Finances & Careers – Engaged Marriage

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4 Marriage Money Mistakes & How to Avoid Them

By Dustin | Finances & Careers

Money problems are one of the top reasons that marriages end in divorce, yet unfortunately, most engaged and newly married couples fail to prepare themselves.

Although you’ve likely had a lot of serious talks about life including if you want to have children, where you want to live, what kind of career you want to have, chances are you skimmed through the money talk.

Though you both may be juggling your finances separately, now that you’re joining together as one, being on the same page is critical.

Below, are some of the common mistakes newlyweds make that end up costing them big later.

1. Not Sharing Financial Habits and Debts

Once you’re married, your money and finances are a joint effort.

As such, you must know how your partner deals with their finances, and more importantly, how much financial baggage they’re carrying with them. Waiting to disclose this information can lead to serious arguments about money in the future.

Knowing if your partner is a saver or a spender, whether they pay bills timely or whether they procrastinate, and having a general idea of how much debt they’re carrying around can help you both to make a plan that will secure your financial future.

2. Spending Too Much on Housing

The prospect of buying a new house can be exciting.

You’re ready to start your new lives together and want the perfect place to build from. Be that as it may, it is imperative to consider all expenses before purchasing a house.

Newlyweds fail to analyze the true cost of homeownership and essentially buy more of a home than they can afford. However, buying more home than you can afford is a surefire way to end up in debt or having your home foreclosed on.

Though getting a home is ideal for a married couple, it should be done with careful consideration. Review your options with a mortgage company to find the best loan rates and mortgage programs for first time home buyers. Then analyze your finances to ensure that you can afford the cost of owning a home.

If you’re unable to afford the big family home you’ve been eyeing, consider a condo or starter home and then relocate once you have the money to do so.

3. Not Having a Rainy-Day Fund

You never know what could come up that requires a large amount of cash to fix.

Newlyweds make the mistake of forgetting the plan for a rainy day. An issue with the house, the loss of a job, a need to pay for something for the kids, anything could occur, and unfortunately, they aren’t prepared.

This forces them to have to go deeper into debt by taking out a loan.

While you appreciate the sunshine, there will be rainy days that you need to prepare for. You never know when you’re going to need to repair or buy a new car, get the furnace replaced, or even worse, you may have to deal with you or your spouse losing a job.

Savings should be a staple in your financial plan. Putting aside at least 3-6 months’ worth of income can help to cover the costs of unexpected expenses.

4. Not Having a Budget

When you’re single, living on a budget may be less of a priority. You don’t have any other responsibilities outside of yourself and your own bills.

Many couples keep the same mentality that they’ll handle their own finances and make the mistake of not creating a budget. However, managing money separately can lead to miscommunication and misuse of household funds.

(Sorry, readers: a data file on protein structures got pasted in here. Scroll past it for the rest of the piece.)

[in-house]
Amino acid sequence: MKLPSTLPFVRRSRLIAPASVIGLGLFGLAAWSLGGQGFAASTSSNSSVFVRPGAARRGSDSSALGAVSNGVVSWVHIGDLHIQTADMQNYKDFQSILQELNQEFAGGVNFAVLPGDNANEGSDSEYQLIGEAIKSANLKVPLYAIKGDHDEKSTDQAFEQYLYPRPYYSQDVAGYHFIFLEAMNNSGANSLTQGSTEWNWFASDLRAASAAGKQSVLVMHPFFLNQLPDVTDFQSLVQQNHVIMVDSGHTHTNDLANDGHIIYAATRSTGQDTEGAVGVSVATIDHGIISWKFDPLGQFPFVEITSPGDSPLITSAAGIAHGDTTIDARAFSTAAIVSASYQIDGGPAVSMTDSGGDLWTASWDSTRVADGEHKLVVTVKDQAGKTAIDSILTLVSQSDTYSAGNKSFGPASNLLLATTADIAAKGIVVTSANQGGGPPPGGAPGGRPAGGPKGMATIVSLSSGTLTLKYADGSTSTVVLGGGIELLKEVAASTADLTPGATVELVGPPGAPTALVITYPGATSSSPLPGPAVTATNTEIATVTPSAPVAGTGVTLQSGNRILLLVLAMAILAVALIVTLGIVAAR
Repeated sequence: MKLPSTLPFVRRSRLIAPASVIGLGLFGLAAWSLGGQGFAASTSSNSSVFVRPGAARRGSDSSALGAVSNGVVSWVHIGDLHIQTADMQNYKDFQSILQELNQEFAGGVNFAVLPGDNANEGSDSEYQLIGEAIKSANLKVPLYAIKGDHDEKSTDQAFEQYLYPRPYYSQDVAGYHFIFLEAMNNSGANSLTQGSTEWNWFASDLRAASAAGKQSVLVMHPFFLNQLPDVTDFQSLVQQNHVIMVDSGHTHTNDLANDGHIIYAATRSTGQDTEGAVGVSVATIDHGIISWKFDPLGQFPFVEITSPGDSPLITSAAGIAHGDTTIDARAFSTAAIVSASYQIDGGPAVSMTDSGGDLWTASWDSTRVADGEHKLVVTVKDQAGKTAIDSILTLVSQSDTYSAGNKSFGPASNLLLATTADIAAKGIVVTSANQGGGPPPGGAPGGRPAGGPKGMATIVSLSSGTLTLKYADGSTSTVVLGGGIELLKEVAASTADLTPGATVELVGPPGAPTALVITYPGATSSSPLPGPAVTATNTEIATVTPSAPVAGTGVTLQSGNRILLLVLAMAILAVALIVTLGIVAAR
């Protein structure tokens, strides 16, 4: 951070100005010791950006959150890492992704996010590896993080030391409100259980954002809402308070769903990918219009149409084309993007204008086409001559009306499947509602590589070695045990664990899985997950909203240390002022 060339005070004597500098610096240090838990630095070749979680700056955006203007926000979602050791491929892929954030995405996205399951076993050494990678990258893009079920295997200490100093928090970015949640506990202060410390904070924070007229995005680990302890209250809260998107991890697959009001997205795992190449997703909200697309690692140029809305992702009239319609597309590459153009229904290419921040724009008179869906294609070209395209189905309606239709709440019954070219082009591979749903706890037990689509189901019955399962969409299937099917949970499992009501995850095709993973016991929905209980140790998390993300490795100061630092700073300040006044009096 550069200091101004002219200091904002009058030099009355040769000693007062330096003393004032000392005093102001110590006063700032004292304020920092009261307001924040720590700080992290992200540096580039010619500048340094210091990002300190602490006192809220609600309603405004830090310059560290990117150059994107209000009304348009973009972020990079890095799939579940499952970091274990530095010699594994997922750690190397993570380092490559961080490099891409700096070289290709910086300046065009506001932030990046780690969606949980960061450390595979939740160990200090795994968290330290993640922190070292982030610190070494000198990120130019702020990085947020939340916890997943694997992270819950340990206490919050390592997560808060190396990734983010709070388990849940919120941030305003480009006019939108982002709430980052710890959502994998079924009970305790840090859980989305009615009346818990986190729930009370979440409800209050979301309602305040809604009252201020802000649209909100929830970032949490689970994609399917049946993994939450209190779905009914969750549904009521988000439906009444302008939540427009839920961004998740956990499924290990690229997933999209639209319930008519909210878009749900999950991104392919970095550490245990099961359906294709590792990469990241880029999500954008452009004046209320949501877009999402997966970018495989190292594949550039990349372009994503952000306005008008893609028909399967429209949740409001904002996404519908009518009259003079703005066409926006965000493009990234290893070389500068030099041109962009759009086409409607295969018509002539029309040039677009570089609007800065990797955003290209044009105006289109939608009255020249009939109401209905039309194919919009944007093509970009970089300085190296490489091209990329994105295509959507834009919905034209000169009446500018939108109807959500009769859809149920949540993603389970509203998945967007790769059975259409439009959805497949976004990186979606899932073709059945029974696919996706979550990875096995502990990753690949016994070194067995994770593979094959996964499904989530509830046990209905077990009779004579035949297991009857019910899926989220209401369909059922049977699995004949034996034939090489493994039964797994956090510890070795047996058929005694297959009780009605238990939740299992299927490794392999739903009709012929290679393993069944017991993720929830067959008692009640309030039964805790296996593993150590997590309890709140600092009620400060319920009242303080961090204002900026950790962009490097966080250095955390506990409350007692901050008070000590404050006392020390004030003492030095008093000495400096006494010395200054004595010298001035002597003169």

Creating a budget and sticking to it is not as hard as you think. You must be open and honest with one another about your debts, monthly bills, and your income. Then execute a financial plan that will cover all household bills.

Budgeting can help you to make informed decisions for the household and it most certainly keeps you out of debt.

Part of getting married is all about trial and error. It’s about finding your own way to make your union work. Be that as it may, when it comes to money matters, trial and error could be the very thing to tear your marriage apart.

Avoid these mistakes at all costs by openly talking to your spouse and creating a budget that will allow you to live out the life you’ve always dreamed of.

How to Pay Off Student Debt as a Couple

By Dustin | Finances & Careers

So, you are married now, congratulations!

You’re about to experience a wonderful ride.

If you are like most people, you probably have some student loan debt that you are holding onto and now that you are married, it may have doubled.

Since you both share debt now, you may want to think about paying it off at the same time together to ensure both you and your partner are working towards a better financial future.

Below, we will explore some ways that you and your partner can team up and work together to pay off student loan debt as a couple.

Let’s take a look.

Consolidate Your Student Loan Debt

When you get married, you may automatically think that yours and your spouse’s debt instantly merge together. They do not.

When we mention that the amount may have doubled, we are saying that if you had $10,000 in debt and your partner had $10,000 in debt, you collectively have $20,000 in debt. If that is the case, you should look into consolidation if you want to put a ring on your debt.

But, there are limitations to this.

If you are your partner have student loans (federal or private), it is important to know that you CANNOT merge your loans together and consolidate them with a federal consolidation loan. Federal consolidation is offered to individuals only, so you cannot lump them together through the government.

Bummer, right?

There is a solution though. You and your spouse can consolidate your loans through a private lender which is more commonly known as student loan refinancing. There are many lenders out there who will consolidate your loans, so you and your partner can work on paying the debt down.